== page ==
Pixar in a Box
When am I ever going to use this? I know I asked that question all the time as I sat through dull and dry math classes. But this is different. It not only teaches, but shows you how cool math and science can be. This is Pixar in a Box.
The idea began when Pixar hosted a 10,000 square foot hands-on exhibit at the Museum of Science in Boston. Visitors were able to learn about the math and science behind Pixar animation. That led to a partnership with Khan Academy.
Khan Academy started in 2006 when Sal Khan was using YouTube to educate family and friends on math topics though online learning. In 2008, Khan founded a non-profit providing free world-class education to anyone, anywhere. Now they host over 26 million registered users.
By accessing PixarInABox.org, students can work through free lessons supporting the Khan Academy mission of no barriers to education. It’s an introduction to how math meets artistry in digital animation.
What To Expect from Pixar in a Box
First, students are presented with creative challenges that Pixar has faced with an introductory video, the hook to get kids interested. Take, for example, how do the animators create the blades of grass in Brave? By using parabolic arcs! I don’t think I’ve said that word since 7th grade and even then I probably mispronounced it.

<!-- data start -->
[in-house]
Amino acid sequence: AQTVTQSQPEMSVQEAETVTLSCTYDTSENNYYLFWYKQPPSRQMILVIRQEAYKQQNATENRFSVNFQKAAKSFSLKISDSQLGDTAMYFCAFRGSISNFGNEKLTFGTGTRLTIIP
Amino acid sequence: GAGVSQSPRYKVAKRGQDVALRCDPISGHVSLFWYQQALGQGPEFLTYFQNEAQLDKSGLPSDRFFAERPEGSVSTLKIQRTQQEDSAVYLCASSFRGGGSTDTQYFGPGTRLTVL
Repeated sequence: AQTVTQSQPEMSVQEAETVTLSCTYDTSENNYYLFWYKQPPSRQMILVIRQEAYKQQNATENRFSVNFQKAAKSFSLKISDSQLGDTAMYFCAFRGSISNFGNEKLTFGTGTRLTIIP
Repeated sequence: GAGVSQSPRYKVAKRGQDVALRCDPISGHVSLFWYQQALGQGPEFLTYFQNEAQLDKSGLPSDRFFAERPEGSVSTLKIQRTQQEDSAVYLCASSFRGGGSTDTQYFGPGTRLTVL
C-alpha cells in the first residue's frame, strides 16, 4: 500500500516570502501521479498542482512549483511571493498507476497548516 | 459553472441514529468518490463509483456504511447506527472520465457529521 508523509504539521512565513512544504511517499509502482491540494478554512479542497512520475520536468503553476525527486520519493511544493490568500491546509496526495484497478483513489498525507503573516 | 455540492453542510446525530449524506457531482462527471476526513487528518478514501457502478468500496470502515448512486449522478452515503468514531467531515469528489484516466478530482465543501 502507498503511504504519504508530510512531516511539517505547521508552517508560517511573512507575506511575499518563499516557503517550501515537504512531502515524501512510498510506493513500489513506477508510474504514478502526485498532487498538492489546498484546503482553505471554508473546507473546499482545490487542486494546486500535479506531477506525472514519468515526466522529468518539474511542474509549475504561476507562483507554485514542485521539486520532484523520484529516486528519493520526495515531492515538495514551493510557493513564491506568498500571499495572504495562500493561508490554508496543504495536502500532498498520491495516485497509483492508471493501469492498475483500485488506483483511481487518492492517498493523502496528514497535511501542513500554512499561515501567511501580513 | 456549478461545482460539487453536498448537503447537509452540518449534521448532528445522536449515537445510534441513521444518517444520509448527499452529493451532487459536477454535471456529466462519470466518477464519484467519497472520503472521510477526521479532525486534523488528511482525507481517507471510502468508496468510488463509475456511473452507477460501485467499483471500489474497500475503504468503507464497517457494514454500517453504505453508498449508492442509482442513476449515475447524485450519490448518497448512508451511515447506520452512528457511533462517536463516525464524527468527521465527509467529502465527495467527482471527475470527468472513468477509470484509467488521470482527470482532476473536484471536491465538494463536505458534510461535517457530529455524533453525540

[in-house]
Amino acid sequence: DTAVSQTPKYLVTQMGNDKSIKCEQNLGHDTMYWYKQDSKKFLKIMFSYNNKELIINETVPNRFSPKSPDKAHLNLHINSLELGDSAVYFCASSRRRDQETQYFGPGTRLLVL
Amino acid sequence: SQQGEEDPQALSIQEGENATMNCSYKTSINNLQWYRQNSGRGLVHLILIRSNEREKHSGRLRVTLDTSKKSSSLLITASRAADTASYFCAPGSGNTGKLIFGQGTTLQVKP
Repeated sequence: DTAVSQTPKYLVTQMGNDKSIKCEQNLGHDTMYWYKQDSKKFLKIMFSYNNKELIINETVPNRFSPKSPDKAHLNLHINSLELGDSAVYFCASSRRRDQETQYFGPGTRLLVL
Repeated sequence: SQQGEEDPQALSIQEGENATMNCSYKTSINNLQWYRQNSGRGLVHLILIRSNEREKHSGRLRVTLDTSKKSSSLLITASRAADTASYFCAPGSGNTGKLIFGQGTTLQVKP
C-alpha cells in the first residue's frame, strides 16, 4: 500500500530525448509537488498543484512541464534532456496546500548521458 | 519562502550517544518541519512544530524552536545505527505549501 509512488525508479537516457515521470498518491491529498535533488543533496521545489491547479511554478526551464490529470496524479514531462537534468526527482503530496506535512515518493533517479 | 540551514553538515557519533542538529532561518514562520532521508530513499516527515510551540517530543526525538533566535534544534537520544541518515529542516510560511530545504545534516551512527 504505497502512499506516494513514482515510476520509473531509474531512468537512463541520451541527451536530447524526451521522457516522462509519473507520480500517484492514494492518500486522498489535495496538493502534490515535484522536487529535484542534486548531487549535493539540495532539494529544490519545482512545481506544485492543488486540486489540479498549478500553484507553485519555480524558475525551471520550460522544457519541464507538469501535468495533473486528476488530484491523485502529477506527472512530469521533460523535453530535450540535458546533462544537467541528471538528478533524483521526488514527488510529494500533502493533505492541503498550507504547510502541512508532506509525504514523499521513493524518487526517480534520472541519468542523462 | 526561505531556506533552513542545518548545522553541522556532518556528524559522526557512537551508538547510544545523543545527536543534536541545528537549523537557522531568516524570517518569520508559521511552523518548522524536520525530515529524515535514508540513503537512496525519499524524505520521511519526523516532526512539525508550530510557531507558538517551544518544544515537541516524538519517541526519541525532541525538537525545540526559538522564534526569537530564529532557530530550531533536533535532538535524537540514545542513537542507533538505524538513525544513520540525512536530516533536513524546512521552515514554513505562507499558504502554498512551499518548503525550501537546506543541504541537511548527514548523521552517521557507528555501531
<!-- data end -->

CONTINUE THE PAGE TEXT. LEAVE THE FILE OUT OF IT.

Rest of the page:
Additional topics include:
- Patterns – Learn about the geometry of dinosaur scales in movies like Monsters, Inc
- Sets & Staging – See how animators incorporate geometric transformations to place toys around Andy’s room in Toy Story
- Rendering – Explore how pixels are painted digitally using rendering equations
Each topic is hosted by one or two REAL Pixar employees. The topic includes several 2-minute videos as well as lessons that allow you to put what you’ve learned in action, with the second lesson really delving deep into the academic goal. The lessons marry creativity and mathematics/science. Mixed in with the videos are opportunities for students to practice. These interactive elements allow for them to be creators and to interact with the digital content.
Currently, they are towards the end of Season 2 of Pixar in a Box lessons. The 10th lesson is Finding Dory effects lesson and highlights how water is made digitally. My children and I were able to go through the entire lesson and see how they make tiny particles become water. With the interactive activities woven into the lessons, we were able to use what we learned and try our hand at making particles react like water would.
The lessons are designed for individual use. One neat feature is that you can sign up as a student or a teacher/coach. Since I homeschool my children, I signed up as a teacher and signed my children up at students. This free program is a great resource for homeschooling, reluctant learners, or anyone who wants to learn the fundamental skills for making movies.
Pixar in a Box is going global, and is now available in both Spanish and Portugese.
Do you think your children would like Pixar in a Box?